Meet the fossil hunters who found 183 million-year-old fish among cows
Mark Ashenden

Asking for your favorite ever fossil mission could be a tricky question for a couple who have found mammoth remains in a water park and starfish in a quarry.

However, Neville and Sally Hollingworth, the increasingly famous fossil-hunting couple from Swindon in the UK, don't take too long to answer. They're still grinning over their recently unearthed marine creatures during a Jurassic dig behind a cow shed in rural England. 

The haul included squid and bones of two ichthyosaurs, marine reptiles that look like large dolphins. Plus lots of fish – one of which is an eye-popping, teeth-gnashing tuna-like predator called Pachycormus that is 183 million years old.

"The fish is easily in my top three," geologist Neville says. "It looked like a boring lump of rock, we gave it a tap, a bit broke off, and when we got it back to the workshop it was a feeling of utter euphoria and excitement. 

"We couldn't believe our luck!"


CGTN special: Cost-of-living crisis across Europe

Meet the ‘sappers’ dealing with Ukraine’s unexploded bombs

Which food has the worst environmental impact?

Sally, a fossil preparator, has no doubt what her top discovery is after finding a Neanderthal hand ax in a Wiltshire quarry. The ax was so special, they used it to cut their wedding cake.

"Finding that ax was my goosebump moment," she says. "The fish fossils are 183 millions old and this axe is 214,000 years and I was the first person to touch it since the last person who dropped it. 

"That's when you really get goosebumps and think it's amazing – especially being surrounded by mammoth remains. That's what made that story so much more exciting and that's what led to the BBC documentary and meeting David Attenborough."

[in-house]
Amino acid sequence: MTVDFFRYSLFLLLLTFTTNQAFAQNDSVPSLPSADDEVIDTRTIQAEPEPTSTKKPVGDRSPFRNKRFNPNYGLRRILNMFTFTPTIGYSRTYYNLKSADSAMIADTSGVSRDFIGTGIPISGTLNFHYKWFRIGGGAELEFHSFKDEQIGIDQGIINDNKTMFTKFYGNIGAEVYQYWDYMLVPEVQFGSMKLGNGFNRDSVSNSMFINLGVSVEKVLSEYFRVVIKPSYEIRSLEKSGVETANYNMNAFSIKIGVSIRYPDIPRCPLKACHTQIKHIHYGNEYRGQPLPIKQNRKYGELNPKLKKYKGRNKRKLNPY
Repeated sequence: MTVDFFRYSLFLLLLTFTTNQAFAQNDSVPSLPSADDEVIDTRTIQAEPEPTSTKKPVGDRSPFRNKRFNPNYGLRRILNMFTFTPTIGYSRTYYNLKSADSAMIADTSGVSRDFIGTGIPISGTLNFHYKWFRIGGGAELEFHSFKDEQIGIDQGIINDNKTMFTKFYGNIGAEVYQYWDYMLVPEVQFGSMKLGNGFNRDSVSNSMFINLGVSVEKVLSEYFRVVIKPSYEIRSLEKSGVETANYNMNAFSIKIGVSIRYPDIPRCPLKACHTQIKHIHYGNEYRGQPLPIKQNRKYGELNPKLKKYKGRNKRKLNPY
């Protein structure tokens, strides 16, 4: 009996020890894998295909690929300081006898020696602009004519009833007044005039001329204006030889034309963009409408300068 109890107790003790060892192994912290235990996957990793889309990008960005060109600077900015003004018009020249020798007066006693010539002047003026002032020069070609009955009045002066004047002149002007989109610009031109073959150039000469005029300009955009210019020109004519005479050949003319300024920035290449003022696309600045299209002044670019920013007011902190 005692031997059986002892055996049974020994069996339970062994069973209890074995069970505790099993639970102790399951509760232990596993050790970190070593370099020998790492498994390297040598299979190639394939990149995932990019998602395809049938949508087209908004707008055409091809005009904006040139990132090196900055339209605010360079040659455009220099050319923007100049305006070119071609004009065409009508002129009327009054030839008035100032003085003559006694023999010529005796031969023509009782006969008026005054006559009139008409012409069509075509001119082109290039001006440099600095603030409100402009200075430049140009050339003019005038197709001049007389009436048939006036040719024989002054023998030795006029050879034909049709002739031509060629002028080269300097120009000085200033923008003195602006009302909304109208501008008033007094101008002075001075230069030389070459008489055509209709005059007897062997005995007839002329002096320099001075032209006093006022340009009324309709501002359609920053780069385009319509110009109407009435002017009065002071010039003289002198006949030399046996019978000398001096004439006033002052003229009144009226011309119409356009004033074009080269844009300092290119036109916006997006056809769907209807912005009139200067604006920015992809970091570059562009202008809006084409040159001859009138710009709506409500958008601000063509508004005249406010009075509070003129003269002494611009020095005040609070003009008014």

Neville and Sally Hollingworth have an incredible record of finding fossils. /Nigel Larkin

Neville and Sally Hollingworth have an incredible record of finding fossils. /Nigel Larkin

The couple are no strangers to making the headlines. They also discovered thousands of fossilised echinoderms such as brittle stars, starfish and sea urchins in another local quarry during the second COVID-19 lockdown.  

"The sea lillies and everything we found on that Jurassic Pompeii site was just incredible," Sally adds. "We had no idea how good it was until we started cleaning the stone slabs.  

"I can't remember the exact words but I remember Neville running in and shouting at me to run over and see what he had found."

Neville says: "Sometimes there's the excitement in the field, but often it doesn't reveal itself until you've had hours and hours in the workshop and then you have the excitement of discovery again.

"The fish got the Natural History Museum very excited. It's also amazing knowing these fossils will inspire others and help people produce more academic material."

So what is the secret to their incredible success?

"Neville is a geologist and he knows the area off the back of his hand," Sally says. "He also gets these gut feelings. He knows the area, and it's knowing where to look and sometimes it is luck. It's mostly down to Neville doing his homework reading old papers that are hundreds of years old.

"It's a bit like being a fossil detective," Neville says. "A lot of it is luck, but you just have to be in the right place at the right time."

Search Trends